Retirement kills more people than hard work ever did,the late publisher Malcolm Forbes once observed.
Morris Pollard, professor emeritus of biological sciences, director of the Lobund Institute and an internationally recognized prostate cancer researcher, is Forbesphilosophy brought to life.
A robust 88-year-old, Pollard continues to follow a professional regimen that would tire a researcher half his age. He works from home each morning, a small concession to hip and back injuries sustained in a fall two years ago while inChicagofor an academic meeting. Most afternoons, he can be found in the Lobund Laboratories, in the Reyniers Annex on the far north end of campus. He happily surrendered prime lab space in the center of campus years ago so theCollegeofSciencecould use it to help recruit young, topflight researchers: budding Morris Pollards if you will.
In the past two months alone, Pollards off-campus obligations have included lectures inSan Diego,Seattle,Washington, D.C., andIndianapolis. A sudden need for hip replacement surgery will force him to forgo a June conference inTokyo, but he promises to be back chasing down answers to prostate cancer as soon as possible.
I cant imagine doing anything else,he said.I think if you are doing something meaningful and important and you stop doing it, youll always look back with regret.
Pollard, who has published more than 300 scientific articles, oversees the longest running medical research program at Notre Dame. For more than 40 years, he has been using germ-freeLobund-Wistarrats to study disease mechanisms.
Among his important findings: While 30 percent of all the rats develop prostate cancer spontaneously by age two, only three percent of those fed a diet rich in soy protein exhibited the disease at that age. And importantly, refractory prostate cancers were significantly prevented in the soy-consuming rats. Refractory tumors are fast-growing, invasive, metastatic, and resistant to a wide range of therapies. Since neither prevention nor therapy is feasible against the development of refractory cancers, they are a major impediment to the survival of cancer patients.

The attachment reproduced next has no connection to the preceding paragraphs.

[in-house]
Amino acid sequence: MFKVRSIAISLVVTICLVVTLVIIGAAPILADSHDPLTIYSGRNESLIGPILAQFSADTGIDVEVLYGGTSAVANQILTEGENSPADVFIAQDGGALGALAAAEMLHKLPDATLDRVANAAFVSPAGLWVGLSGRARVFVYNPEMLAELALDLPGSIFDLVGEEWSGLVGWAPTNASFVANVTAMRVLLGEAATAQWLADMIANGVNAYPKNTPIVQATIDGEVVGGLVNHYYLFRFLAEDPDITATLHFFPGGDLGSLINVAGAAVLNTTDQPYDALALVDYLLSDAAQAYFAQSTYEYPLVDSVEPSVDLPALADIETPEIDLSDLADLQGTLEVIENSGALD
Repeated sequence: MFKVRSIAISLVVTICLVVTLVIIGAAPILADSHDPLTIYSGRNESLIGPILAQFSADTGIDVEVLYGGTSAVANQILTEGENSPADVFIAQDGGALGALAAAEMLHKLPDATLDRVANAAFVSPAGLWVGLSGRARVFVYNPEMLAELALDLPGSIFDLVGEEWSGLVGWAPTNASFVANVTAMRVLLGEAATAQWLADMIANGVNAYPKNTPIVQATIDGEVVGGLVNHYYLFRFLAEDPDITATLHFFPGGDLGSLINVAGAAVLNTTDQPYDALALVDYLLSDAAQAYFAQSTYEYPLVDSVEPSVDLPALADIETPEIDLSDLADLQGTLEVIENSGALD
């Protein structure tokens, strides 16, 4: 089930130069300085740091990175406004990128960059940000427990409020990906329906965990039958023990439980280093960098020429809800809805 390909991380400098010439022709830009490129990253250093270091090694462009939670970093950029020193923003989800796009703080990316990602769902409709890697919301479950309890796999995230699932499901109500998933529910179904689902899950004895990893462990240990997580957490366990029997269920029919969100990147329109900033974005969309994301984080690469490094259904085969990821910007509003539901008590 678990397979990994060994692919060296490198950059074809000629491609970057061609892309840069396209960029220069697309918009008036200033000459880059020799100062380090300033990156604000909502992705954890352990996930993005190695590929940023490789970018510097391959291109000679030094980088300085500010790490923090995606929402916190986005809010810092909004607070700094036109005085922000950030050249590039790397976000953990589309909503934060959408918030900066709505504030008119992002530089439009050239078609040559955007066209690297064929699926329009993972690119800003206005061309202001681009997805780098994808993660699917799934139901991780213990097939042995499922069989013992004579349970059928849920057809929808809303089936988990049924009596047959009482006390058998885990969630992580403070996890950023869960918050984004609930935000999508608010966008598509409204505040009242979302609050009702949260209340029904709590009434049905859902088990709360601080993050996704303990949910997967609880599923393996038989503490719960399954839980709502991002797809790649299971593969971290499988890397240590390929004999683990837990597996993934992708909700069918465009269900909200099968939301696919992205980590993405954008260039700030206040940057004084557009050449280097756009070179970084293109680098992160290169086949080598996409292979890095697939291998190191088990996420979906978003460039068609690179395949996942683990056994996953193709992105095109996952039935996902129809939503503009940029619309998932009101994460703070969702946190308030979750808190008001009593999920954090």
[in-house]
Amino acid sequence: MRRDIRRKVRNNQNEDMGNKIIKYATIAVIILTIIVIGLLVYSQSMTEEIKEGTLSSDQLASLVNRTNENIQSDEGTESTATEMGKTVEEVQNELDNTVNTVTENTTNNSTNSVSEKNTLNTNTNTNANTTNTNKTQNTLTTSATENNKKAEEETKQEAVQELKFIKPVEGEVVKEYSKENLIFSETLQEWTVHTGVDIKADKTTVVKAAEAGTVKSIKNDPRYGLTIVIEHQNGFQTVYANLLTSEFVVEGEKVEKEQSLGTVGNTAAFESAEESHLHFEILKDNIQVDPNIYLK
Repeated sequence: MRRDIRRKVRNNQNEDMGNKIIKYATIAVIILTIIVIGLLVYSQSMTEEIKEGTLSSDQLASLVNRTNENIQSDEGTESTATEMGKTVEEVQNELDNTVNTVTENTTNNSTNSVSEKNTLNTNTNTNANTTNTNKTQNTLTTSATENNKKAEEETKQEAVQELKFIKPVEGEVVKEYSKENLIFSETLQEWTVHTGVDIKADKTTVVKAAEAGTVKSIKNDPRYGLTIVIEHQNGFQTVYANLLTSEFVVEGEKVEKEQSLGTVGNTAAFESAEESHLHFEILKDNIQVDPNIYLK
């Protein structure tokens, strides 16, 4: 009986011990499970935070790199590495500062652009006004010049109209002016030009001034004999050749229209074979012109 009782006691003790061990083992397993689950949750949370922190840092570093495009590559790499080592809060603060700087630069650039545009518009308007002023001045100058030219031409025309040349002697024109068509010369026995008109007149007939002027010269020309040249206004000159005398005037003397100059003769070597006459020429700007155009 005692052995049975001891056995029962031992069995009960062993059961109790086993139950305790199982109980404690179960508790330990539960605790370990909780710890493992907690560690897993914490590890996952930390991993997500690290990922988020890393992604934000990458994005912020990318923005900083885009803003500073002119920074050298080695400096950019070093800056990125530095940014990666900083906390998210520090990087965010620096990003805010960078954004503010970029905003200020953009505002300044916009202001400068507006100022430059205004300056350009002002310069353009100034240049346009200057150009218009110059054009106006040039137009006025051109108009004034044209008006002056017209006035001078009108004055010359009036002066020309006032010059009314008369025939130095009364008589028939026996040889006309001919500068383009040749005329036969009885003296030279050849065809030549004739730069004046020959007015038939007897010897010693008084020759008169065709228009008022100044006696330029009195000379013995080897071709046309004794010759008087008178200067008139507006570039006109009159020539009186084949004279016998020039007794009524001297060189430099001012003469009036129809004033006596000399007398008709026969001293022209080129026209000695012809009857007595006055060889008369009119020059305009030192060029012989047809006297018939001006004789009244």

Pollards education took a circuitous route from a one-room schoolhouse in upperNew Yorkto Ohio State University, Virginia Polytechnic Institute, andUniversityofCalifornia,Berkeley.
World War II interrupted Pollards early career studying avian leukemia at the U.S. Department of Agriculture . He rose to lieutenant colonel while serving four years in the U.S. Armys Veterinary Corps, where he focused on typhus, Q and dengue fevers, and exotic viruses from the Pacific Southwest.
Under Gen. George Marshalls personal orders, Pollard was sent to the Service Command Laboratory at Fort Sam Houston inSan Antonio,Texas, where he set up a lab to investigate exotic viruses and to test appropriate vaccines. The work was fraught with danger.
Two of my staff caught infections and died and several were left with great disabilities,he said.
His World War II research earned Pollard a Commendation Medal and three presidential citations.
During 15 years as a professor in the Department of Preventative Medicine,UniversityofTexas Medical Branch, he was the first to propagate trachoma virus in vitro, and he developed diagnostic tests for poliomyelitis.
In 1961, at the height of his research career atTexas, Pollard was approached by Notre Dames president, Rev. Theodore M. Hesburgh, C.S.C., about taking over the then-declining Lobund facility.
During my meeting with Father Hesburgh, I expressed some trepidation about how I, as a Jewish person, might fit in at Notre Dame,Pollard remembers.He told me, Youll fit in fine. All of us at Notre Dame are trying to get out of our own ghettoes.
From discovering the benefits of aspirin-like drugs in treating intestinal cancer to his continuing work on prostate cancer, Pollard has had an illustrious scientific career at Lobund. He also has found a home.
Upon returning from a recent trip to deliver a lecture, Pollard received a note from Father Hesburgh that read,Welcome home. (Signed,) The family.